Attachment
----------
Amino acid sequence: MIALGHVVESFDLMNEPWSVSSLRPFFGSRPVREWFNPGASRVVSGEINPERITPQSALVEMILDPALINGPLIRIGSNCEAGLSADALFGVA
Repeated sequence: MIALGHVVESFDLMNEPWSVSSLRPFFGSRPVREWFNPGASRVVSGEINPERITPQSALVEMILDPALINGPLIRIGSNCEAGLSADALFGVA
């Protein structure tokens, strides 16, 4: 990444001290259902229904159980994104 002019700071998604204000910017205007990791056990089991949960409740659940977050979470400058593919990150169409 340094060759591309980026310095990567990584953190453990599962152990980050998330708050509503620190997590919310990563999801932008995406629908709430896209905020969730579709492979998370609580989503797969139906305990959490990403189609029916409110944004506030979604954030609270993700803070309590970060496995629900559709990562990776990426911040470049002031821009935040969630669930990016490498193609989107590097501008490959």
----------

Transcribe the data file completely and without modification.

Amino acid sequence: MIALGHVVESFDLMNEPWSVSSLRPFFGSRPVREWFNPGASRVVSGEINPERITPQSALVEMILDPALINGPLIRIGSNCEAGLSADALFGVA
Repeated sequence: MIALGHVVESFDLMNEPWSVSSLRPFFGSRPVREWFNPGASRVVSGEINPERITPQSALVEMILDPALINGPLIRIGSNCEAGLSADALFGVA
């Protein structure tokens, strides 16, 4: 990444001290259902229904159980994104 002019700071998604204000910017205007990791056990089991949960409740659940977050979470400058593919990150169409 340094060759591309980026310095990567990584953190453990599962152990980050998330708050509503620190997590919310990563999801932008995406629908709430896209905020969730579709492979998370609580989503797969139906305990959490990403189609029916409110944004506030979604954030609270993700803070309590970060496995629900559709990562990776990426911040470049002031821009935040969630669930990016490498193609989107590097501008490959």